The Praying Down of Vaughan Darkness by Sam Llewellyn - The framing of this story is unnecessary and doesn't stick to it well. There's a good idea in here but is not done well. 3/5 stars for cheesy breath. 


The Ghost Walk by Matt Haig - This story takes a lot of clichés and doesn't do much with them. Not at all creepy and an bad attempt to tell the Hitchhiker ghost story. What happens in this story could just be someone messing with them. 2/5 stars for pointless umbrella. 


The Ghost Wood by Philip Reeve - Meh. Another featuring dreaming about dogs. 3/5 stars for wood stones. 


The Little Ship's Boy by Berlie Doherty - Dumb and obvious. 1/5 stars for drowning. 


Overall, I give this 3/5 stars for dog clichés. I don't know if the writers were given prompts for this, but the similarity between these stories actually made the worse ones worst. There were some decent stories in here; the majority were just meh. The voice actors varied from good to terrible. I wouldn't recommend this book as a whole but there are some decent stories buried here. A library pick up sort of book.

Thursday, 6 October 2016

Book Review: Silence is Goldfish by Annabel Pitcher

Parents are sadly not tradable.

'I have a voice but it isn't mine. It used to say things so I'd fit in - to please my parents, to please my teachers. It used to tell the universe I was something I wasn't. It lied.'

Fifteen-year-old Tess doesn't mean to become mute. At first, she's just too shocked to speak. And who wouldn't be? Discovering your whole life has been a lie because your dad isn't your real father is a pretty big deal. Tess sets out to find the truth of her identity, and uncovers a secret that could ruin multiple lives. But can she ask for help when she's forgotten how to use her voice?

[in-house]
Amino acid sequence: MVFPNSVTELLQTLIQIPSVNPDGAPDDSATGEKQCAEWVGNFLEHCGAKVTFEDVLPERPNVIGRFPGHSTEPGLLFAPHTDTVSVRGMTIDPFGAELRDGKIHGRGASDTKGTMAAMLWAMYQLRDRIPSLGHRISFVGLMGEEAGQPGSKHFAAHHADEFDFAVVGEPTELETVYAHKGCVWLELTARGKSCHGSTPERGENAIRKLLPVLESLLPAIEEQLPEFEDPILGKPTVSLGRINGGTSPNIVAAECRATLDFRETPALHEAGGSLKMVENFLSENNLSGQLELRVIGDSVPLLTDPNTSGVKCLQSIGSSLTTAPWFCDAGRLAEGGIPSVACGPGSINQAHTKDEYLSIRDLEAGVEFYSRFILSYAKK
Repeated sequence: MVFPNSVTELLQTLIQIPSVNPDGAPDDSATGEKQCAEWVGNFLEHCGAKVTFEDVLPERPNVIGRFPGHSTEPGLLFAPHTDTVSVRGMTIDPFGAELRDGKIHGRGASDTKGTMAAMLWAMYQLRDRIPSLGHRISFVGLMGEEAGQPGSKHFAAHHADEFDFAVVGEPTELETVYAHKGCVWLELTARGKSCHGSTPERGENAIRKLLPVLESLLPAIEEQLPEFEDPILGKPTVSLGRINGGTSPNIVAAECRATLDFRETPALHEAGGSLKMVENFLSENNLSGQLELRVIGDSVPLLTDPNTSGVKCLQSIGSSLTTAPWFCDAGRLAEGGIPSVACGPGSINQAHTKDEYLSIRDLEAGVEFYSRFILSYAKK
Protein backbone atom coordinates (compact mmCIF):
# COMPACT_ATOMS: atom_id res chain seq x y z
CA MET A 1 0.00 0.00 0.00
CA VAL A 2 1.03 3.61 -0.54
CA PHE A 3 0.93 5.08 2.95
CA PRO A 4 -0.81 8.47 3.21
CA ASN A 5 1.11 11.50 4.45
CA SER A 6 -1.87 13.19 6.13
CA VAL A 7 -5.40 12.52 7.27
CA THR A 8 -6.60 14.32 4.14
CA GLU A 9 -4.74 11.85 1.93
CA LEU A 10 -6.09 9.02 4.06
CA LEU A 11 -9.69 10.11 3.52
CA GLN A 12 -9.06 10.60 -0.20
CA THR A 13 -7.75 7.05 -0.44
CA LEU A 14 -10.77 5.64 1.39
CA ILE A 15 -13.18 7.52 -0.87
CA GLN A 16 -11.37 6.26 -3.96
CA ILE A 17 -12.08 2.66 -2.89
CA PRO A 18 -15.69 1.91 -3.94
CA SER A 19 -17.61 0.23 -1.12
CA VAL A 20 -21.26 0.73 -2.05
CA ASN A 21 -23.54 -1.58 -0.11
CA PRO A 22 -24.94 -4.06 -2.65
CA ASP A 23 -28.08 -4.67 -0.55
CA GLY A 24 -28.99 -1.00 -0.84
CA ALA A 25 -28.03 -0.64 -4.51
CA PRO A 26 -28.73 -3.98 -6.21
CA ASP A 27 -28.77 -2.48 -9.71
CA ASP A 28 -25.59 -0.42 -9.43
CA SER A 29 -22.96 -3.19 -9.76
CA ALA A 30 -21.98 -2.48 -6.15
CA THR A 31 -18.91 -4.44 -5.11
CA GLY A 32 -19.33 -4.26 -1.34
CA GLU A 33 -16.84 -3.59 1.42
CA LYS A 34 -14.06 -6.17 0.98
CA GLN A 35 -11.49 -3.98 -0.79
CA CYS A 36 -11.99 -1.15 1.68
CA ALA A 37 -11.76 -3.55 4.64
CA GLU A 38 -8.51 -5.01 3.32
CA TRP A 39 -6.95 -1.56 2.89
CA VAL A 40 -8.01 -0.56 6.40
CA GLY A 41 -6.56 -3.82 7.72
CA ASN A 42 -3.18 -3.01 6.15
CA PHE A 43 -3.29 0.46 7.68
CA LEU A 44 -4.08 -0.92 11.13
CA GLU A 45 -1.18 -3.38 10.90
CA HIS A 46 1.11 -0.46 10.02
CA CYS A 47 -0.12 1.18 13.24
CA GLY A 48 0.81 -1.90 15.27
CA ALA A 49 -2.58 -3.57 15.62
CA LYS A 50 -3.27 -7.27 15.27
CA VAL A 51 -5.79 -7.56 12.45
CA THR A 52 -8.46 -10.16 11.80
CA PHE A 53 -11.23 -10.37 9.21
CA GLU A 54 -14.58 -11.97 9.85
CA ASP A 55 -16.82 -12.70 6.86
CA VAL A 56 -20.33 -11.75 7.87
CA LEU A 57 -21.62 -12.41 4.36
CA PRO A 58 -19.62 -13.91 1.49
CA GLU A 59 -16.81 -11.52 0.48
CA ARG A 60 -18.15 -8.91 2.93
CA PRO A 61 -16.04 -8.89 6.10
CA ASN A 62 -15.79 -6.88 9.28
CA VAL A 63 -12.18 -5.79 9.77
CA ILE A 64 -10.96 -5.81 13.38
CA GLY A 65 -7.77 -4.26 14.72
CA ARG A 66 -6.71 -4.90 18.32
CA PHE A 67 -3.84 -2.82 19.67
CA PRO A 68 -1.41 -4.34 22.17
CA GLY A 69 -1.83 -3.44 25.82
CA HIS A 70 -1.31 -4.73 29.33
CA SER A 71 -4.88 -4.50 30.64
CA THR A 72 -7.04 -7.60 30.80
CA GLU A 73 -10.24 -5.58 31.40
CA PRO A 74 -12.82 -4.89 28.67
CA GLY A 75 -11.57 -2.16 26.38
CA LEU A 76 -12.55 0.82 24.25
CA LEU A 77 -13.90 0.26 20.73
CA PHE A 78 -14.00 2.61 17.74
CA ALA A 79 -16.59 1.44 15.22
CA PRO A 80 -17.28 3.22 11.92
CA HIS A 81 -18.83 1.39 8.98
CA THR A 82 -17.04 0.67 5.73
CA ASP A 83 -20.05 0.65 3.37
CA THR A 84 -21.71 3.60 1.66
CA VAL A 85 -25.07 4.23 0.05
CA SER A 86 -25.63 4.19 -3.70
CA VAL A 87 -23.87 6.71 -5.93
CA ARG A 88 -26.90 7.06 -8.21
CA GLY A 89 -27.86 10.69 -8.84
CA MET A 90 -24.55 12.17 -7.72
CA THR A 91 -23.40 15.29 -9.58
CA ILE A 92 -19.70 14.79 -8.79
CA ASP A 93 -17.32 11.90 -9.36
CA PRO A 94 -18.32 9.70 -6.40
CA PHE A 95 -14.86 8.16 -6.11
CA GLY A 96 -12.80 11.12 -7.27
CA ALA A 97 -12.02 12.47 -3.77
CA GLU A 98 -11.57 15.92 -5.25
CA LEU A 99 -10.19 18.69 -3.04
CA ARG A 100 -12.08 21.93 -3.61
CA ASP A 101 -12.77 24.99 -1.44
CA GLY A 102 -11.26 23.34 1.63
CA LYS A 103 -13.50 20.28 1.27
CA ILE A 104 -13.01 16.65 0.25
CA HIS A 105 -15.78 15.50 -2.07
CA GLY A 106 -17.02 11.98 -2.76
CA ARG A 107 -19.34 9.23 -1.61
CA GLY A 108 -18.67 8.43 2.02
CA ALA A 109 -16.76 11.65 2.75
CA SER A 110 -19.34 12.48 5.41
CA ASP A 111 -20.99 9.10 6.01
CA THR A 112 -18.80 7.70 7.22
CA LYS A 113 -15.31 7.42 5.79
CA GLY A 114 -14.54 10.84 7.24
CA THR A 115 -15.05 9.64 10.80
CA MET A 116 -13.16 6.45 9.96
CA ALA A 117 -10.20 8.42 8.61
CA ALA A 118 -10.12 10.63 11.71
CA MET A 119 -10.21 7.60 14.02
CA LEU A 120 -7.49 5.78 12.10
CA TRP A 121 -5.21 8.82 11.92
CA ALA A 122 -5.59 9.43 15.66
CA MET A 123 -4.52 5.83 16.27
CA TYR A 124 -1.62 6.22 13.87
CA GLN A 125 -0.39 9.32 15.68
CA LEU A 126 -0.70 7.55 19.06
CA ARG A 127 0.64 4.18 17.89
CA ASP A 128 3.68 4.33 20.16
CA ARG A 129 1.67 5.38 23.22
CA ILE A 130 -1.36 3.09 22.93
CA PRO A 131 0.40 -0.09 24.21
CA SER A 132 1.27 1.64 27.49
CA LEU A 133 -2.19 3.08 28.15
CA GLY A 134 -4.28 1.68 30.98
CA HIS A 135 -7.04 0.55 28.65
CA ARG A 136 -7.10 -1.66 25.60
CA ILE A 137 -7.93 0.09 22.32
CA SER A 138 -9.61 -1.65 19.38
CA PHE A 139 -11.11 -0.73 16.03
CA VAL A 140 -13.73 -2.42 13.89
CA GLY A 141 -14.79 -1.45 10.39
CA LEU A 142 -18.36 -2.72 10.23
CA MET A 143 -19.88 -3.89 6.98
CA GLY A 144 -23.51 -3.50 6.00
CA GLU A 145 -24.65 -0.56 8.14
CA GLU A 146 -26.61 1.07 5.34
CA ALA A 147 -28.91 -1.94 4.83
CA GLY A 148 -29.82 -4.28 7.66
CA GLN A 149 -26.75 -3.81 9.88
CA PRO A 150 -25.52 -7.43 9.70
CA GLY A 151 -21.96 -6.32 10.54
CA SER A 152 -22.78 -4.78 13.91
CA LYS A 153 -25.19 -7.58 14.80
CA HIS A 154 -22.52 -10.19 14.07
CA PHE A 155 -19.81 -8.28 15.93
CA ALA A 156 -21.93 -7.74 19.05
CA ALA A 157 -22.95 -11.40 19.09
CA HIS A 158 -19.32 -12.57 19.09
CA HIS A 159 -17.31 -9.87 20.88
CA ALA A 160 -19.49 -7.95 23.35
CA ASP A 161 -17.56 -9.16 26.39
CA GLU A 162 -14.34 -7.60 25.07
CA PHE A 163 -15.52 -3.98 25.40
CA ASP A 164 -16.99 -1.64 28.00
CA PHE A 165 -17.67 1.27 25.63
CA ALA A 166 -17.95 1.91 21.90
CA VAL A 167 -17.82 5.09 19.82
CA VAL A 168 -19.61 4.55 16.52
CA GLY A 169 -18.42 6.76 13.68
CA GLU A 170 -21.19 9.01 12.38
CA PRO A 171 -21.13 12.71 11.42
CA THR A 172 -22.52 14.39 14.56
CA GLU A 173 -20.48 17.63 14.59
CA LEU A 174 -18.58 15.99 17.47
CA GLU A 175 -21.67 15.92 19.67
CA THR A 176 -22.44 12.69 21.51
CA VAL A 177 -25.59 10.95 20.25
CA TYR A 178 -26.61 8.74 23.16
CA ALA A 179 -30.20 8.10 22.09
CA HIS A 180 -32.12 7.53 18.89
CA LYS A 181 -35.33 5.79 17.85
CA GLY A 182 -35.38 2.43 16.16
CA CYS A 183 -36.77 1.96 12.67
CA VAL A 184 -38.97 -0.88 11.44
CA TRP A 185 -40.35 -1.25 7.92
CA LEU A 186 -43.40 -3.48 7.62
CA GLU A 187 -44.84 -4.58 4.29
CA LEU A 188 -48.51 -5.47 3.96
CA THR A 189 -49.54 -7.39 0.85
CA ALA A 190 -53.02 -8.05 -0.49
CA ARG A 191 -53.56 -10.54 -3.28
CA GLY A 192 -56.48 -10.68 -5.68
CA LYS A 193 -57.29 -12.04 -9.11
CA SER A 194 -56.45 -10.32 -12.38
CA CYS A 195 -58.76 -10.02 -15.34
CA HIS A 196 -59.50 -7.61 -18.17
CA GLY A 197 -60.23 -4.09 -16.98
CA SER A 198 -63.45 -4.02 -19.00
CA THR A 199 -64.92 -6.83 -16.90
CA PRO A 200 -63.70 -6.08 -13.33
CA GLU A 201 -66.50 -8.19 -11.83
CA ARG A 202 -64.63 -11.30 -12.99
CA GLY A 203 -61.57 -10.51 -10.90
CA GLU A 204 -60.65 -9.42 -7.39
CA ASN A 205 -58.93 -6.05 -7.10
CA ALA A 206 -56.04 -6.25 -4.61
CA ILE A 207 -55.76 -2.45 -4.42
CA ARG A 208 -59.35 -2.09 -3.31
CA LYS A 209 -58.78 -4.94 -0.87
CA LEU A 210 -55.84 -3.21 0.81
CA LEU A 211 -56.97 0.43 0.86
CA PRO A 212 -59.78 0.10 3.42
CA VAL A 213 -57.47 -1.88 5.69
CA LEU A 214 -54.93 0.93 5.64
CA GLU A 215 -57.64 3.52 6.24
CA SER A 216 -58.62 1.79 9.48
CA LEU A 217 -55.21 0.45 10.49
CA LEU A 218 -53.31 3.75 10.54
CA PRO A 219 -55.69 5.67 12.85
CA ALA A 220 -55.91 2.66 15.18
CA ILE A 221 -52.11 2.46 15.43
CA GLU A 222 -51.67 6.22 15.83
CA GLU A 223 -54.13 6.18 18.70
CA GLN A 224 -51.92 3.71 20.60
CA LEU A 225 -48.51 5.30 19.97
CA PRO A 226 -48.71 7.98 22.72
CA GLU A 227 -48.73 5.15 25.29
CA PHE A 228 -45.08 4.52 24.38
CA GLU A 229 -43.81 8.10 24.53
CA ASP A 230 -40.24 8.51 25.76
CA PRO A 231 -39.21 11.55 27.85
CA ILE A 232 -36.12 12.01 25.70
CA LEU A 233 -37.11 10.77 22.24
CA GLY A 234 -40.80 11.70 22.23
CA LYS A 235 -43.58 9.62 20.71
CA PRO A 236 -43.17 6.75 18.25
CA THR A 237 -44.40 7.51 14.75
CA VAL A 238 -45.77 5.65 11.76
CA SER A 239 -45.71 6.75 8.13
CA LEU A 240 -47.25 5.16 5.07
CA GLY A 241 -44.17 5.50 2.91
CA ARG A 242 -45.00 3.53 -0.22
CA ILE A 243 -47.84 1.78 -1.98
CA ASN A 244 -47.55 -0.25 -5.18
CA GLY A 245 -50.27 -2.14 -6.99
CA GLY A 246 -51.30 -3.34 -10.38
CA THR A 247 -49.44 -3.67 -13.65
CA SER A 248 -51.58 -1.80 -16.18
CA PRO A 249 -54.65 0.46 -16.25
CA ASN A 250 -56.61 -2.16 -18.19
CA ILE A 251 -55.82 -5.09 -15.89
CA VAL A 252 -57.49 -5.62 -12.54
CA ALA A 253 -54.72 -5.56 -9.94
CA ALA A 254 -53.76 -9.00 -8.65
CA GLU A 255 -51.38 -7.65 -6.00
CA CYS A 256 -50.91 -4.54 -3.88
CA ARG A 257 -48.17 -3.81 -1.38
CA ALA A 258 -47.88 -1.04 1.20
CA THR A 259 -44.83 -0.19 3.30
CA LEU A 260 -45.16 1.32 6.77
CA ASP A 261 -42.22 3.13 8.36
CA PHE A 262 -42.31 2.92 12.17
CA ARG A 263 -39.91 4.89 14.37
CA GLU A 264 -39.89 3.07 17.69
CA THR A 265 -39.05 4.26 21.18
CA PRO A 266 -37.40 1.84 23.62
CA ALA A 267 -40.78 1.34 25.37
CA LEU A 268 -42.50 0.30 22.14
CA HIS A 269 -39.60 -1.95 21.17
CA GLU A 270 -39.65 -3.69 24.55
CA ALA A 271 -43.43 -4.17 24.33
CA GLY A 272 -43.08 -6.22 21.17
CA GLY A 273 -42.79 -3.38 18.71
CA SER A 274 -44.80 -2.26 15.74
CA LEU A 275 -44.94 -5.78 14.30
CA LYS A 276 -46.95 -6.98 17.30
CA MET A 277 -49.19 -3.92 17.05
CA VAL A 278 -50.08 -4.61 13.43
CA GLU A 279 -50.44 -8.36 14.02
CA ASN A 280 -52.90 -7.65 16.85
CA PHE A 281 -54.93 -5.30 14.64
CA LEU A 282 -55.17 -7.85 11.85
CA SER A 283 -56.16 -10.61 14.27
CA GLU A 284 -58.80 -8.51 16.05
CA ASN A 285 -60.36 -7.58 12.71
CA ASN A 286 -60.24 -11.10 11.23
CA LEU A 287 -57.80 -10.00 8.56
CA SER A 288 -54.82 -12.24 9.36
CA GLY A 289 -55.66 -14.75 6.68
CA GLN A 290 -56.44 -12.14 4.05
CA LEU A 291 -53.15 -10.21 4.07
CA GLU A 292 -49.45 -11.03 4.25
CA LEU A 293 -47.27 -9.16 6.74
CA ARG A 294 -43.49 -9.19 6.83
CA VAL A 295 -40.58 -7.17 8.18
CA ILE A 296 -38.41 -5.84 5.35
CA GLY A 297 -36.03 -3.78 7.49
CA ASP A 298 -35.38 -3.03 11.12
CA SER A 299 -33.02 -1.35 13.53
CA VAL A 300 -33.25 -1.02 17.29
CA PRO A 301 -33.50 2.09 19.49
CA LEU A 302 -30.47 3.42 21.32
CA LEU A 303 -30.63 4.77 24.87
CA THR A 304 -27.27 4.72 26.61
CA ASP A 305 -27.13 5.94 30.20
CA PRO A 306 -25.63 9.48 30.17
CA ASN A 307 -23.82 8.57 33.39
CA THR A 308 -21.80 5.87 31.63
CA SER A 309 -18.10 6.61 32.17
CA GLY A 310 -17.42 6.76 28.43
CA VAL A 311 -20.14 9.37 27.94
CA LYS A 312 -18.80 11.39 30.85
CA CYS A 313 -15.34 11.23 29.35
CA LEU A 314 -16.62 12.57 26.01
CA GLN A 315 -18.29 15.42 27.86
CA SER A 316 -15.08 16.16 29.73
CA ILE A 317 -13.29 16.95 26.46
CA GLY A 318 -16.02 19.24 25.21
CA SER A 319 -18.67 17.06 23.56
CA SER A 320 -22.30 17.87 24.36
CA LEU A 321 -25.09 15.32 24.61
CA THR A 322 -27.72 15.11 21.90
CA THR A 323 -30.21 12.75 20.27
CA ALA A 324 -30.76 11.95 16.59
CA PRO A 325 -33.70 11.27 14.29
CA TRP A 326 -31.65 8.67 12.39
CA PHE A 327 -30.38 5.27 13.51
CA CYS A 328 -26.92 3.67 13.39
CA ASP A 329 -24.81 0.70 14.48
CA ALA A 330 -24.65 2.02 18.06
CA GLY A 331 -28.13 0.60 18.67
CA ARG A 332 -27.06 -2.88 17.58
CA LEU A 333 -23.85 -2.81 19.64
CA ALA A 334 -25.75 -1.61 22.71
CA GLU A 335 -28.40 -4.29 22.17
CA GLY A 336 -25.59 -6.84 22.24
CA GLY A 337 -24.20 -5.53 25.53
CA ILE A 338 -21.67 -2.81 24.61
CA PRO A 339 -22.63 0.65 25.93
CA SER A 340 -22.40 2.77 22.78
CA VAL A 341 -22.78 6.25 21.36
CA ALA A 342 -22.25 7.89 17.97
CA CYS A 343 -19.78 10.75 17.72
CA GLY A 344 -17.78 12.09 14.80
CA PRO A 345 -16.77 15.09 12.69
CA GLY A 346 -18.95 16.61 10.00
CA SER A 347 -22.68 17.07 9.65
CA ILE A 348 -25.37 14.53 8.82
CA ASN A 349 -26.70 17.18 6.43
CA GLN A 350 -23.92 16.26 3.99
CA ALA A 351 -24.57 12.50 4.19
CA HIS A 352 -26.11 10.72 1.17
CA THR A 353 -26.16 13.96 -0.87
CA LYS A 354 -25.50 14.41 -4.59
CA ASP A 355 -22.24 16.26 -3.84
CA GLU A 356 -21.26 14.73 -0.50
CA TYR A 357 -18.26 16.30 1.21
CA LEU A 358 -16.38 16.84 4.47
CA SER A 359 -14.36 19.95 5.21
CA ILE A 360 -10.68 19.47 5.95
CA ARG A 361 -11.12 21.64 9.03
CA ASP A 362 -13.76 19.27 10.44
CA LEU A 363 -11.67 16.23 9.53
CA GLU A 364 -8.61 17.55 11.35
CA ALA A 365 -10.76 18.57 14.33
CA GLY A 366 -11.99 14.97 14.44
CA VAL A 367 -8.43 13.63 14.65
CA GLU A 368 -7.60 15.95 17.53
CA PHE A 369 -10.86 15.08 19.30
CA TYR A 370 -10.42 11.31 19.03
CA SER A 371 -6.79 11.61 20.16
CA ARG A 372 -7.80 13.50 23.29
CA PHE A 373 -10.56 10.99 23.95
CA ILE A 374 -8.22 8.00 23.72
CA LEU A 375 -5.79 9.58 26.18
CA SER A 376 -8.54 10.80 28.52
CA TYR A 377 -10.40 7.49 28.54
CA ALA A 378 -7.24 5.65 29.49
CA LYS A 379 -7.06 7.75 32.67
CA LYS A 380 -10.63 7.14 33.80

This is an interesting book in that the main character doesn't stop speaking straight after the 'traumactic event' and develops an imaginary friend or a Tulpa I guess. I went into this book basically blind. I must have read the summary of this book where I request it for review and brought it (the cover is really cool) so mostly went on the fact that Annabell Pitcher is award winning writer who has really interesting titled books. I think that worked for this book, but I'm not the person to advocate for that (I intentionally spoil myself all the time to find out if something is worth investing the time in).  Still nothing I considered a spoiler is in this review.

Tess is a typical awkward teenager who's relationship with her parents is secretly stained. Major secrets on both sides. There were times where I wanted to shake Tess but I'm certain that was intentional. Tess has bad decision making skills, so generally a realistic teenager. Her relationships with the other characters are complex and the important one all have some form of lie attached to them.